Henderson County was established in 1846 with its county seat in Athens. Its first courthouse was built in 1850. This collection houses historic legal documents and court cases from the 1850s to the early 1900s.
First published by Frank Vanderburgh in 1901 in "The Beef Capital of the World," this paper has documented Hereford's prosperity from its 1898 founding and railroad and cattle booms to a healthy, ethanol-based economy.
Correspondence and personal items of John J. Herrera, a notable lawyer and civil rights advocate for Mexican Americans. Known for his role in desegregating schools, he fought the exclusion of Spanish-speaking citizens on juries.
This book provides researchers with an objective, historical reference to the layout of the city of the Abilene. Its bulk was assembled in 1927 by O. K. Hobbs and J. P. McKean, and was revised by Hobbs in May 1930.
Photos from the Cutting Horse Photography Collection, the Don Shugart Photography Collection, and the Ray and Joyce Bankston Dalco Photography Collection, depicting horses, their riders, and competitions.
Officially formed in 1886, the Daily Post established itself as the premier paper in Houston and one of the leading daily publications in Texas. Digitization funded by the National Endowment for the Humanities.
These issues of the significant Houston title succeeded the The Houston Daily Post. This collection adds new issues, after 1903, to the Houston Daily Post run in the Texas Digital Newspaper Program, and continues to 1923.
This collection contains sixty issues of Howard Payne Monthly, the literary magazine of Howard Payne College (now Howard Payne University), from 1902 through 1915. The magazine includes essays, original short stories, editorials, local news items, current events pieces, church news, literary society notes, and advertisements.
Hudspeth County was formed in 1917 from El Paso County, and while Sierra Blanca was chosen as the county seat, Dell City has long served as an equally prominent city in Hudspeth County. It is in Dell City where the county newspapers have been published since 1956, first as the Dell Valley Review, and since 1964 as the Hudspeth County Herald.
Selection of letters and telegrams regarding Judge Hughes administering the presidential oath of office to Lyndon B. Johnson after the assassination of John F. Kennedy, and regarding her nomination for United States District Judge.
Aerial photographs taken by Abilene, Texas commercial photographer Don Hutcheson (1926-2004) and donated to Hardin-Simmons University upon his retirement in 1989. These images record the architecture, business development, and land use of the Texas Rolling Plains Region and elsewhere in the second half of the twentieth century.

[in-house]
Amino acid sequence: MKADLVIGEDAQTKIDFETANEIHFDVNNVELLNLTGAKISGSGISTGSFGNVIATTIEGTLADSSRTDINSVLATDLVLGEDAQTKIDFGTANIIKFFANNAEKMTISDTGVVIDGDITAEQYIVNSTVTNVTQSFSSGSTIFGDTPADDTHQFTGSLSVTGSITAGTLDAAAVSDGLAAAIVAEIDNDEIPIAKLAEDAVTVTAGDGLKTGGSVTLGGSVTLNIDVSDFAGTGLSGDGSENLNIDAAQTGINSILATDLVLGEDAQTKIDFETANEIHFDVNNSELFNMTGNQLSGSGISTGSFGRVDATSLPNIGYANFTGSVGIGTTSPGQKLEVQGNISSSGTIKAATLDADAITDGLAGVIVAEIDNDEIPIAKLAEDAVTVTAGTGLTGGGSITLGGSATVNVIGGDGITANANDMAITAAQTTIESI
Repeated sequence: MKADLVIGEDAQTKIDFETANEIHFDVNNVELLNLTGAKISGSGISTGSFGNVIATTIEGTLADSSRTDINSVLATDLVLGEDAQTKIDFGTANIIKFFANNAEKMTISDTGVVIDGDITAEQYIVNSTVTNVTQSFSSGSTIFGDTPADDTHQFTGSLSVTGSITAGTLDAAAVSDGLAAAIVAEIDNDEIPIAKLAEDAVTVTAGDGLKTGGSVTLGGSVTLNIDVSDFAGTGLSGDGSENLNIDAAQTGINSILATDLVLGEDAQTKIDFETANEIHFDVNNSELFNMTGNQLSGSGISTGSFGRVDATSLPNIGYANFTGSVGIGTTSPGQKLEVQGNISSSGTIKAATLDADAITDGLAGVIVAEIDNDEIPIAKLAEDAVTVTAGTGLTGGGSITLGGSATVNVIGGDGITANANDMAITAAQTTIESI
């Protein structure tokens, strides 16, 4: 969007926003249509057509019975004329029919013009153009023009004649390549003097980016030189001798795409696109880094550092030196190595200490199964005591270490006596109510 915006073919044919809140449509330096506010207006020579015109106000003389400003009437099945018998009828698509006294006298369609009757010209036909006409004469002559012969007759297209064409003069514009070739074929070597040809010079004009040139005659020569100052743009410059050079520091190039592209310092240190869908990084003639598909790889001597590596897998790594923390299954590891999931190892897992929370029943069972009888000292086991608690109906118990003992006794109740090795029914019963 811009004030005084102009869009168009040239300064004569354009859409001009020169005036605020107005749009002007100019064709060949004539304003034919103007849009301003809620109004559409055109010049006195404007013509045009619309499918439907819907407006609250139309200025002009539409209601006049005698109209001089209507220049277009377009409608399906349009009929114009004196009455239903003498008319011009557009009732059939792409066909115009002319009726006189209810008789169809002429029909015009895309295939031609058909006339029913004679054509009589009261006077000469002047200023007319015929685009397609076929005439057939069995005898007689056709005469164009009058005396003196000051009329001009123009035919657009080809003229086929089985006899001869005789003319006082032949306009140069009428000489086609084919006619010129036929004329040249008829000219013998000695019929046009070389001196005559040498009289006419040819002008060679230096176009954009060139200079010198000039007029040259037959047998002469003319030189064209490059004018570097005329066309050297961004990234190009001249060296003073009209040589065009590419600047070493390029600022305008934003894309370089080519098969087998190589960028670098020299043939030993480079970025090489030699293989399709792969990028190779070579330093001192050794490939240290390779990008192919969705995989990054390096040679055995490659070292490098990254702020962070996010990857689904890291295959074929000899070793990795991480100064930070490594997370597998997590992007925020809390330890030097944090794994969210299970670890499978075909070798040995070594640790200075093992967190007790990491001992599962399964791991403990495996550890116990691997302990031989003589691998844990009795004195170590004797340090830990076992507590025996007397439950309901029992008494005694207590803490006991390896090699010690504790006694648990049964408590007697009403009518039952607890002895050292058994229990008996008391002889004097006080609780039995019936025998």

The Ingleside Index serves San Patricio County along with its sister publication, the Aransas Pass Progress. The first edition of the Aransas Pass Progress was printed on April 9, 1909, and much later the Ingleside Index went into print, in 1952.
The Jackson Area Newspaper Collection represents multiple title iterations of the same newspaper, starting with the the Edna Herald, originally begun on November 22, 1906, and moving up to the Jackson County Herald-Tribune.
The Jasper Newsboy was founded by E. I. Kellie and has been continuously printed since 1865, serving one of the original 23 Texas counties when the Republic of Texas was created. Funding was provided by a TexTreasures grant.
First published by 1900, this was one of Marion County's most influential publications and survives today as Texas's fifth oldest newspaper. Digitization sponsored by the National Endowment for the Humanities.
Started more than 106 years ago in Houston, this paper is the longest-running Jewish newspaper in the Southwest. It provides local and national news to enrich the lives of the Texas Gulf Coast Jewish residents.
Started in 1914 by Fort Worth Rabbi George G. Fox, this regional weekly paper was designed to connect local rabbis and congregations. Digitization was funded by the National Endowment for the Humanities.
Materials from the Dallas Police Department's extensive investigation of the John F. Kennedy assassination and the events that followed. The collection includes photos taken by Dallas Times Herald photographers.
Images of businesses, educational institutions, and land in the semi-arid West Texas Region around Abilene, Texas. Primarily commissioned by oil drilling companies and land developers, these aerial photographs by commercial photographer Lloyd Jones (1919-1992) document the development of Abilene after 1950.
Mary Anson Jones' personal letters from 1866 to 1882 discuss local affairs, family, and friends. The bulk of the letters is to her son, Cromwell Anson Jones. After her death, issues relating to land claims and taxes on family land arose.